During the initial education process, the understanding of MS begins to differientiate between both sides. The MSer is experiencing the fatigue, the numbness and so many other symptoms, but obviously the non-MSer is not. This is where the communication can start. The MSer can strap a ten-lb. weight around her husband’s ankle and tell him that’s what it feels like to walk with that leg. Or, she can have him put on a mitten and try to find things in her purse like coins or tissues if she has a very numb hand.


But the non-MSer will encounter two problems. First, how can they help a numb hand or a heavy leg? And second, many symptoms are invisible and it’s easy to forget that these symptoms exist. The MSer “looks so good”, or normal.


It is at this point that education needs to be tied to communication. The MSer needs to speak up in a nice way something like “My legs feel so stiff and heavy, I have to sit down and rest. When you have time, could you…” From the other perspective, the non-MSer can casually remark “You look like you are tired and struggling to walk. Do you want some help?” Or, “when I was reading the book you gave me, there was a suggestion to….do you want to try it?”


My husband will always help me, but I need to ask/tell him what I want or need and get beyond the feeling of “why do I always have to ask?” It is his nature to get frustrated easily and I find myself having to calm him down and direct him as to what to do. For example, if I slip and fall during a transfer from my wheelchair and yell to him for help, he will respond in a frustrated way: “What do you want me to do?—tell me what to do, tell me how to help you without hurting you.” I try to stay calm, tell him to calm down, then tell him what to do.


We MSers need to be educators, and open our mouths in a respectable way (when possible!). In addition, others around us will take their cues from us. If we are comfortable, they are comfortable. We set the tone. But many times we are cranky because we are so fatigued and don’t feel well, so our actions become mean toward our loved ones. They will have to develop a thick skin and remind themselves frequently not to take these mean attacks personally. Quite a huge task to say the least.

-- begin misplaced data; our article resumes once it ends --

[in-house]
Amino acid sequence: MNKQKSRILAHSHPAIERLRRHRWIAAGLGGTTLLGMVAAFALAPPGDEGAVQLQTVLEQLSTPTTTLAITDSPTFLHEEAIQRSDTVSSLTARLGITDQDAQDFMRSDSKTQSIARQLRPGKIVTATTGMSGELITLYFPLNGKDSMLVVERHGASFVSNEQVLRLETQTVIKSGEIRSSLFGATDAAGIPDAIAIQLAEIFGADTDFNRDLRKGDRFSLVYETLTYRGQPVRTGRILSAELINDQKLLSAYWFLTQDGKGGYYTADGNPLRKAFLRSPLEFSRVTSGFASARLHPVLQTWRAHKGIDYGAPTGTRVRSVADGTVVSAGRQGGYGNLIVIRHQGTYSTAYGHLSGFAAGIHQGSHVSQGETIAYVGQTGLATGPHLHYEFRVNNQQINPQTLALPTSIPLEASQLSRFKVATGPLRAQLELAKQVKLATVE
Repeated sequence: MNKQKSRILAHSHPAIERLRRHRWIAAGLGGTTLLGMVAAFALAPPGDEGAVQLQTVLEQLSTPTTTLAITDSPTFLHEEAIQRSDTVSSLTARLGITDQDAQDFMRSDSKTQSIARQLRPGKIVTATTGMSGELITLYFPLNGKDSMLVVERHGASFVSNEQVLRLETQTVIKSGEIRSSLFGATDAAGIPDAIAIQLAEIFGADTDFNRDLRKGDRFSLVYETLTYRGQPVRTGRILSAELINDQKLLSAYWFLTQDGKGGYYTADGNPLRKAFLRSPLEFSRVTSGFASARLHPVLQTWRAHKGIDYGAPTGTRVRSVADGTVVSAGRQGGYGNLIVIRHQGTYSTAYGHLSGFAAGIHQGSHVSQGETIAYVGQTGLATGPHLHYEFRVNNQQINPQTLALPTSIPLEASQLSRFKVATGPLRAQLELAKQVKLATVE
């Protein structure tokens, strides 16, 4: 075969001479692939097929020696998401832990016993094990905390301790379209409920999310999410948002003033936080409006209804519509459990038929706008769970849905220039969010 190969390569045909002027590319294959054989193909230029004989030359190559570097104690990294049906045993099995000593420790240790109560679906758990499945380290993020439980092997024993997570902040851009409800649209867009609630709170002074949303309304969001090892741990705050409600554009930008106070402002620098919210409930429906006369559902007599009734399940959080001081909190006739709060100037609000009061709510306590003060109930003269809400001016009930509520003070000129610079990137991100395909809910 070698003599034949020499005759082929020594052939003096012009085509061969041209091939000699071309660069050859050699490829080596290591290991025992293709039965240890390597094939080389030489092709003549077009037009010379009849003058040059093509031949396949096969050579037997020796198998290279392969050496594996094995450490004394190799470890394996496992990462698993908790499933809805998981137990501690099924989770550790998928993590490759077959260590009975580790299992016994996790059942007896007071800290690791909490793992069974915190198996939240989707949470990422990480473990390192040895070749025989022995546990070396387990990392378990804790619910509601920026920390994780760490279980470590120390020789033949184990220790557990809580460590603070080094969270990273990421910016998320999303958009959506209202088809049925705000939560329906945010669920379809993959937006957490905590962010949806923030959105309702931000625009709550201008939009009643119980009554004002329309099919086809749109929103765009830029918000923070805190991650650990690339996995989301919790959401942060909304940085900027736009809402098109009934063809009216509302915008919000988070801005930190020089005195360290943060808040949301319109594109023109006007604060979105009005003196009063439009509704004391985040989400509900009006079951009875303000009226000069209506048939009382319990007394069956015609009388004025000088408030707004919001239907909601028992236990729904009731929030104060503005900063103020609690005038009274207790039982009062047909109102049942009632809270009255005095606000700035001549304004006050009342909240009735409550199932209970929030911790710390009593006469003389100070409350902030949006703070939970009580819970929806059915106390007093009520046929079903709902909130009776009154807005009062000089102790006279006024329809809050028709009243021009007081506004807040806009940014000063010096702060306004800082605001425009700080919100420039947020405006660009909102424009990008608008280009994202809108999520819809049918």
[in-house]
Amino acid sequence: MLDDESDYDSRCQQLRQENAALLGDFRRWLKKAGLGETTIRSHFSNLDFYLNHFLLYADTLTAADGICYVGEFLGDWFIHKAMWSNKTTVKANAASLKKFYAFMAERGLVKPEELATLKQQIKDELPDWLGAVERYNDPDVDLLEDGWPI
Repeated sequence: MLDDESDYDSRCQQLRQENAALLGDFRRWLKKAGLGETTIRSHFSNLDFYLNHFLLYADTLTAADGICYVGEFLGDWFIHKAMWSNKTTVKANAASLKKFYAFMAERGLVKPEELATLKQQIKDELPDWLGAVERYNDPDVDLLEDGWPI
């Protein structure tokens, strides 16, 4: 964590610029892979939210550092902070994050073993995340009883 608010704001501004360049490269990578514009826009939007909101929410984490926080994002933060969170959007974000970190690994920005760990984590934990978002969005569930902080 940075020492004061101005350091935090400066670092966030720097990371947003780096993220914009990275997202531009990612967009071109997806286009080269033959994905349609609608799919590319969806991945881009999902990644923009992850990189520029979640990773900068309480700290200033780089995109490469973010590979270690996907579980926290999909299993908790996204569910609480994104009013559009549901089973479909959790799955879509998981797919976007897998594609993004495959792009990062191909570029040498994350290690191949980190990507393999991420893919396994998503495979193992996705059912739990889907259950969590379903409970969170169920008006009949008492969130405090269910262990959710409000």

During an RV trip to Yellowstone one year, after a very long day of sightseeing and getting in and out of the RV I was exhausted. We came to the famous waterfalls, and my husband kept insisting that I have to get out and see them because I’ll never get the opportunity again. I kept saying I didn’t care if the sky was falling, I was too tired to move and I would look at his pictures later. He kept pushing until I finally exploded and screamed horrible things. We both felt guilty later; he felt bad that he went to see the falls alone and I didn’t go, and I felt guilty that I was so mean and should have pushed myself harder. We both eventually got over it.


A person with MS relates best with an MS peer since they are in the same shoes and understand each other best. Peers can be found online or through the MS associations. Equally important, the caregivers or loved ones also need to talk and share experiences with persons walking in their shoes i.e. their peers. Like an MSer, a non-MSer without peer support won’t survive MS well either.


I belong to a great National MS Society group on LinkedIn where both folks with and without MS have been sharing their questions/experiences. One member whose husband has MS writes a blog with him (www.relativems.com). They write some good material and take turns writing separately from their own experience and viewpoint. They are a team.
Sometimes it’s hard for us MSers to understand why some people close to us (a mother or spouse for instance) don’t want to read something, or talk about it, or be around us. They can’t get comfortable with us having MS no matter what we do or say. Why is that?


They could be stuck in one of the “adjusting to grief’ phases like denial, anger, bargaining... For instance, sometimes a mother will feel guilty thinking that she was responsible for her son/daughter getting MS. In these situations, if each side can't talk about their situation together, they will have to find their own way of dealing with these feelings. I had immediate family members who did not talk about MS or support me for years. It hurt. To overcome my grief I got professional counseling to help me accept the situation and focus on the non-MSers who did want to help.


Finally, I think we need to be educators and good communicators to strangers. While many people are aware of the word MS, they don’t really understand it. And once again, it’s up to us to set the tone and comfort level.